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Physico-Chemical and Sensory Characteristics of Developed Composite Meat Chocolate

Manpreet Kaur Sunil Kumar Arvind Kumar Asif Bhat
Vol 8(11), 229-238
DOI- http://dx.doi.org/10.5455/ijlr.20180210061332

Composite meat chocolate, a novel product with enhanced nutritional quality and better sensory scores at room temperature was developed by replacing a part of milk chocolate. The quality of the product was assessed on the basis of pH, proximates, sensory, antioxidant activity and cholesterol content. Five samples were prepared including milk chocolate used as control and rest four samples were prepared by replacing a part of the milk chocolate with 0, 10, 20, 30 % dehydrated ground chicken meat and were respectively designated as C1, C2, T1, T2 and T3. Moisture and protein increased significantly with increase in the amount of dehydrated chicken meat powder, while pH and fat decreased significantly. A significant increase in cholesterol and decrease in antioxidant activity and sensory scores was observed in T2 and T3 treatment as compared to C1 and C2. T1 was hence chosen as best based on the results.


Keywords : Cholesterol Composite Meat Chocolate DPPH Proximate Sensory Total Phenolic Content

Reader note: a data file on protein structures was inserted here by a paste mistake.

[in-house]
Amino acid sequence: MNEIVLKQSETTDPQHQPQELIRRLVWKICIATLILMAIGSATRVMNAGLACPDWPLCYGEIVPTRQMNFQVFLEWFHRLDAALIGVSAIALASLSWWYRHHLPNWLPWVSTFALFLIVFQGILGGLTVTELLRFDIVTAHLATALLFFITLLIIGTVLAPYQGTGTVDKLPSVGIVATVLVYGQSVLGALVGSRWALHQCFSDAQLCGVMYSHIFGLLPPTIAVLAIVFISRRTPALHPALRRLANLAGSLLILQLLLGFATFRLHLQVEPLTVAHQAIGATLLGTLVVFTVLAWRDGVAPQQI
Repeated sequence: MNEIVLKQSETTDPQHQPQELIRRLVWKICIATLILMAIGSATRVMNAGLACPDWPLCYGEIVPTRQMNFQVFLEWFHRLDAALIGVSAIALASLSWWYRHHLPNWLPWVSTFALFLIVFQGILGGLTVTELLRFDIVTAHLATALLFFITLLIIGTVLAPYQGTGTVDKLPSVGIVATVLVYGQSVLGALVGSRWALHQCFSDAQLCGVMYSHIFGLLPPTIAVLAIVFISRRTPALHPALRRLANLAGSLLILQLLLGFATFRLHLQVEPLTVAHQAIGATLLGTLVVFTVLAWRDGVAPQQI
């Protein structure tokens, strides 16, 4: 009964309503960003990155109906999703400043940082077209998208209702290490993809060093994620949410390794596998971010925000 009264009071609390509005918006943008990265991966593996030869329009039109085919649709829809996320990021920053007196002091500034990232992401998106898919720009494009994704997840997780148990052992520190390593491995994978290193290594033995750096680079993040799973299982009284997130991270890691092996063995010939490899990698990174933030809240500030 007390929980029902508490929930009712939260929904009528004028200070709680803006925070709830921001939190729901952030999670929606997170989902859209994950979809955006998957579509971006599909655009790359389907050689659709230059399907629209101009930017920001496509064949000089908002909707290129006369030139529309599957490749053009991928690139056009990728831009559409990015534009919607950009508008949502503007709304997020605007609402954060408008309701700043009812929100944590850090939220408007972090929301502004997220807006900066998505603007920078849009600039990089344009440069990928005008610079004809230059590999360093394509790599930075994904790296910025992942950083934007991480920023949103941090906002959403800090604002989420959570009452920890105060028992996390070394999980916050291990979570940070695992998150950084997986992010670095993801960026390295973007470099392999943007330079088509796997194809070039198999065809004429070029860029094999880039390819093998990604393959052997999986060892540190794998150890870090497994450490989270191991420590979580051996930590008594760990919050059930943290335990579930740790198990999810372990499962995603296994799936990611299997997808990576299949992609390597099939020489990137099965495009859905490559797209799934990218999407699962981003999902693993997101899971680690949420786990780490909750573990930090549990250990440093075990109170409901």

According to FSSAI (2011) regulations, composite chocolate means a product containing at least 60 per cent of chocolate by weight and edible wholesome substances such as fruits and nuts. It shall contain one or more edible wholesome substances which shall not be less than 10 per cent of the total mass of finished product. In this context the composite meat chocolate refers to the chocolate prepared by replacing a part of milk chocolate containing animal fat by dehydrated chicken meat powder. Chocolate is perceived as frequently craved food due to its unique and pleasing taste along with various beneficial health effects (Serafini et al., 2003; El-kalyoubi et al., 2011 and Latif, 2013). A strong craving for this food appears to be due to its potential to arouse sensory pleasure, evoke positive emotions and alleviate depressive moods (Macht and Dettmer, 2006; Macdiarmid and Hetherington, 1995). Potential health benefits of consuming chocolates especially in preventing cardiovascular disorders, tumors and neuron related disorders owing to high antioxidant content, anti-diabetic effects, anti-inflammatory effects, anti-stress effects, anti-tumor effects, anti-obese effects and blood pressure lowering effects are well documented by Latif (2013).  Although chocolate is a very good source of energy, it is a poor source of protein according to a study by Ndife et al. (2013). Keeping this in mind the study was designed to utilize meat, one of the best sources of protein to improve the nutritional value of milk chocolate. The study was aimed at increasing protein content of the chocolate without any adverse effect on its sensory characteristics and for development of a novel product i.e. composite meat chocolate. The composite meat chocolate prepared by replacing a part of milk chocolate containing animal fat with dehydrated ground chicken meat powder can help in improving the nutritional value of chocolate. Optimized level of animal fat was used to overcome the problem of melting away of chocolates at higher temperatures and improve its textural properties when kept at higher temperatures without any adverse effect on its sensory attributes as per Kaur et al. (2016). Chicken meat was chosen because of its high nutritional value, especially high protein content and its superiority over red meat based on its good fat profile according to Ashgar et al. (1990), Sotelo and Perez (2003). Moreover, chicken meat is highly palatable, digestible and nutritious for all age groups and are usually not associated with any social taboos. In addition, they are low in price in comparison to mutton, chevon, beef and pork. Besides this, inclusion of chicken meat reduces the cost of chocolate and also develops a product that has exceptionally enhanced shelf life of meat, although the shelf life of chocolate is compromised. In this study the developed composite meat chocolate was assessed for it various physico-chemical, proximate and sensory characteristics.